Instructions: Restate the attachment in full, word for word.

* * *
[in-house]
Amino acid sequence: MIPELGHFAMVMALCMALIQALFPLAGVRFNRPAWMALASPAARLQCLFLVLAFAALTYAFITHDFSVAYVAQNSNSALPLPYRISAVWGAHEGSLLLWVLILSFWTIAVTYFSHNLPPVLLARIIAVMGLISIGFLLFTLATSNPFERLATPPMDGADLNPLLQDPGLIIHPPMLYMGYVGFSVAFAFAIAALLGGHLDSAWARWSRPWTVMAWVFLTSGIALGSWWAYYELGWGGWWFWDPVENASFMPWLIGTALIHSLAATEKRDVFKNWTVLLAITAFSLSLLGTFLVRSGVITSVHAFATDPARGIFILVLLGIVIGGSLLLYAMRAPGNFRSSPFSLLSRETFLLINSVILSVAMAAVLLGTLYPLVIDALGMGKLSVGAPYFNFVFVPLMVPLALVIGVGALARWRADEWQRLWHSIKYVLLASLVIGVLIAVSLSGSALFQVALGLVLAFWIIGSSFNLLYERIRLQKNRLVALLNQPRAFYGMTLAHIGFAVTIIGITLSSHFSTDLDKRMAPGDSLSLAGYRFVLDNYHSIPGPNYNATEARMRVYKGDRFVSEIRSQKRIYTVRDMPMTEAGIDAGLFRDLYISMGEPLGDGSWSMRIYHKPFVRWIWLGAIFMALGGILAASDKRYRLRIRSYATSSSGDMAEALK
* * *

[in-house]
Amino acid sequence: MIPELGHFAMVMALCMALIQALFPLAGVRFNRPAWMALASPAARLQCLFLVLAFAALTYAFITHDFSVAYVAQNSNSALPLPYRISAVWGAHEGSLLLWVLILSFWTIAVTYFSHNLPPVLLARIIAVMGLISIGFLLFTLATSNPFERLATPPMDGADLNPLLQDPGLIIHPPMLYMGYVGFSVAFAFAIAALLGGHLDSAWARWSRPWTVMAWVFLTSGIALGSWWAYYELGWGGWWFWDPVENASFMPWLIGTALIHSLAATEKRDVFKNWTVLLAITAFSLSLLGTFLVRSGVITSVHAFATDPARGIFILVLLGIVIGGSLLLYAMRAPGNFRSSPFSLLSRETFLLINSVILSVAMAAVLLGTLYPLVIDALGMGKLSVGAPYFNFVFVPLMVPLALVIGVGALARWRADEWQRLWHSIKYVLLASLVIGVLIAVSLSGSALFQVALGLVLAFWIIGSSFNLLYERIRLQKNRLVALLNQPRAFYGMTLAHIGFAVTIIGITLSSHFSTDLDKRMAPGDSLSLAGYRFVLDNYHSIPGPNYNATEARMRVYKGDRFVSEIRSQKRIYTVRDMPMTEAGIDAGLFRDLYISMGEPLGDGSWSMRIYHKPFVRWIWLGAIFMALGGILAASDKRYRLRIRSYATSSSGDMAEALK